Oy Vey Day genre: Tongue-In-Cheek


Oy Vey Day is a recurring posting here at Thought Theater. It’s strictly lighthearted and meant to bring a smile or a chuckle. Strange as it may seem, even though I grew up in an Italian American Catholic home, I’ve always felt some kinship with Jewish culture and familial dynamics. Perhaps it’s the notion of guilt that both seem to embrace or perhaps it’s the numerous unique expressions and insightful conversational banter that is found in both Italian and Jewish cultures. Regardless, I’ve always had a curiosity for Jewish or Yiddish terminology. I have a few books that list many of these expressions and offer insight into their origin and meaning.

Today's posting is from Meshuggenary...Celebrating The World Of Yiddish, a book by Payson R. Stevens, Charles M. Levine, and Sol Steinmetz. The following are some of my favorite Yiddish proverbs and sayings that can be found in the book.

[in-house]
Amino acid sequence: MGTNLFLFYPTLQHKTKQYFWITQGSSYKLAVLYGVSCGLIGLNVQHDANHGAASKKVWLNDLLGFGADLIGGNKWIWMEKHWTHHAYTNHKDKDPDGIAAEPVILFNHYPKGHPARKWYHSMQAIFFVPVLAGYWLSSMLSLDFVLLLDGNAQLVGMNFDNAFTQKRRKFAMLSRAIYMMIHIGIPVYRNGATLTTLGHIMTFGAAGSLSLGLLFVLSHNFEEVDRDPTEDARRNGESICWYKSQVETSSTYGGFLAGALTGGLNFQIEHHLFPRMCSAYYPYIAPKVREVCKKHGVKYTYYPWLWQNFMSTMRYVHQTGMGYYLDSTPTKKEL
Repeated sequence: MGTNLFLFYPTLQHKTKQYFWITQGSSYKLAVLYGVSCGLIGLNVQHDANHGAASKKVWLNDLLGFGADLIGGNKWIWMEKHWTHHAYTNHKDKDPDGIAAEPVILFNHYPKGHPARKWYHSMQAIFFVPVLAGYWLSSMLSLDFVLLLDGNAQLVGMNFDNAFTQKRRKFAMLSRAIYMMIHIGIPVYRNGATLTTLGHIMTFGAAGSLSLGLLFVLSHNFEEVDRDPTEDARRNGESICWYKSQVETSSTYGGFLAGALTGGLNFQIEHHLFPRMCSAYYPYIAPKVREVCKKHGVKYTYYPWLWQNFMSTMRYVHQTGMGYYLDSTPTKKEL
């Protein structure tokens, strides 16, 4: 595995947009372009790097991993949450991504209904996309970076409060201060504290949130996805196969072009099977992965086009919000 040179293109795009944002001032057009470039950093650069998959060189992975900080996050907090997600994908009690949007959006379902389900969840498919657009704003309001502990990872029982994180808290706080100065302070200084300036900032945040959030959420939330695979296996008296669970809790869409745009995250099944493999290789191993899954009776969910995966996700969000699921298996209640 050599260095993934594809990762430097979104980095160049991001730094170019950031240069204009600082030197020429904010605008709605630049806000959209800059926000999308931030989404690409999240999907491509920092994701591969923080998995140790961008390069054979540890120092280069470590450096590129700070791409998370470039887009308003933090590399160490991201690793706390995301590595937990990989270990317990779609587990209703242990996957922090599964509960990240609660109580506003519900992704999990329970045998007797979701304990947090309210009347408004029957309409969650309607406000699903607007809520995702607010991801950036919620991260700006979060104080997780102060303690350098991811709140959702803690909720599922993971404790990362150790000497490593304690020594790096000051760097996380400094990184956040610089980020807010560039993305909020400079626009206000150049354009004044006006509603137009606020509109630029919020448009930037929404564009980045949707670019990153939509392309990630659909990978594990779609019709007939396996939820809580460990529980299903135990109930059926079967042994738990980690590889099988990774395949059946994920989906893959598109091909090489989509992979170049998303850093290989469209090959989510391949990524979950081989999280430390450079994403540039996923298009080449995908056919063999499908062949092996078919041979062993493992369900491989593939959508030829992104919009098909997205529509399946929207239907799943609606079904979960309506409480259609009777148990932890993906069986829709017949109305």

If a fool throws a stone in a well, ten wise ones can't get it out.

You recognize a donkey by the long ears, a fool by the long tongue.

From good to bad luck is a step; from bad to good luck is a mile.

Children and fools tell the truth.

One doesn't live because of youth; one doesn't die becuase of old age.

As long as one lives, one lives to see everything.

When a father gives to his son, both laugh; when the son gives to his father, both weep.

Before marrying someone, be sure you know whom you may later divorce.

The tongue has no bones - but it can break them.

A person is born with clenched fists and dies with open hands.

Daniel DiRito | December 11, 2006 | 9:45 PM
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